Perhaps we should call the action taken on Tuesday by the Henry County Board of Supervisors a shot in the dark: not because that cliché is literally correct but because the supervisors were far removed from the public light when they took aim at a sensitive public issue regarding guns.
If you were out of touch this week because of the holiday – a point to mention further — and missed the news, during their meeting at 3 p.m. Tuesday, your six supervisors heard a suggestion that the county should join an emerging trend of declaring itself a sanctuary for the Second Amendment.
And, after hearing this suggestion, they asked their administrator to take a few minutes to draft an ordinance to be considered at their closed session following that meeting and then perhaps acted upon in their public meeting at 6 p.m.
Let’s pause to say this: On face value, to consider such a referendum is not a misfire. Many of you are passionate about gun rights and afraid of losing some of them. You may want to have your elected leaders reinforce your views. We grant that point.
The supervisors thought so. They took the words drafted quickly (seriously?) by Administrator Tim Hall and passed them unanimously just a few minutes after 6. The entire idea went from resident’s suggestion to words to vote in less than 3 hours.
When was the last time you saw a legislative body act that quickly about anything?
Right. And the supervisors shouldn’t have done so this time, either.
Obviously this was a too-familiar orchestrated process that has so many problems that they insult both the public and the principles of good governance.
The idea for this ordinance was introduced by Blackberry resident Josh Barnhart, who brought along a few dozen of his friends to create an appearance of overwhelming public support for this measure.
Barnhart had been listed on the agenda as “Matters Presented by the Public,” but you had to go down 15 pages into the agenda packet (which the public typically wouldn’t see) to note that Barnhart would address the Second Amendment.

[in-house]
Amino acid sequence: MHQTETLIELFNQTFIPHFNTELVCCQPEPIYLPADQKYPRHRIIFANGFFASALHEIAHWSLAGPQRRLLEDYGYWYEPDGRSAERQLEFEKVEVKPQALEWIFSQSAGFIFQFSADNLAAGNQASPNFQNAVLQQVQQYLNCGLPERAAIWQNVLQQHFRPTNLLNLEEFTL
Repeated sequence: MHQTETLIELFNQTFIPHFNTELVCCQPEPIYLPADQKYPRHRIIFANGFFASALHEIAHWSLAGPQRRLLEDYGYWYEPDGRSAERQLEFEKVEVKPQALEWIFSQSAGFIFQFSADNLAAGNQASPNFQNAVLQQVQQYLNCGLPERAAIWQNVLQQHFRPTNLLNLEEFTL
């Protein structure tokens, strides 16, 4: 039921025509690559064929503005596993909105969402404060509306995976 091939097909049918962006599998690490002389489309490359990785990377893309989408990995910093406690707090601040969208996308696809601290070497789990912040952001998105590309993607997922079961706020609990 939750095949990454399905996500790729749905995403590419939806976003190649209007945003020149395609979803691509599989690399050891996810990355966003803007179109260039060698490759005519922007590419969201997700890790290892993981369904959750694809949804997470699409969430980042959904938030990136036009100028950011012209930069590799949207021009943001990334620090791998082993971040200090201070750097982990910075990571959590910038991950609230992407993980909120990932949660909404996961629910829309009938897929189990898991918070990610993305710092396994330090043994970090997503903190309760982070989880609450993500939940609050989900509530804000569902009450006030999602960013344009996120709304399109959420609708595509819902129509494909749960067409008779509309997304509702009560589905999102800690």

This is where the Bulletin should take a bullet. We should have noticed this language and started asking questions. We were aware of what had happened in Patrick and Pittsylvania counties. We should have told you. In this case, we failed. Maybe because we didn’t think the supervisors would go off half-cocked on such an important topic.
But they did, and they failed you, too.
They should have made sure you knew what they would consider and how they might act, to alert you to attend this meeting or voice your concerns. Something tells us they didn’t want to hear from you because that made the final outcome so much easier to accomplish.
So on two days before Thanksgiving, when the public’s attention so obviously would be averted or diluted – when many legislative bodies in fact would not have bothered to meet — and with no easily observed public notice, the supervisors moved.
They followed their rules closely. They barely discussed the issue. They did not hold a public hearing. They did not care that there were residents in the room who might have dissented.
The motion was called, and all six agreed.
They stood up for the Second Amendment but not for the First.
We will leave the adjectives to describe this action to you, but we will offer this:
In a time when politicians so seldom take aim at doing right ahead of serving self, the Henry County Board of Supervisors has injured its image with a very much self-inflicted wound.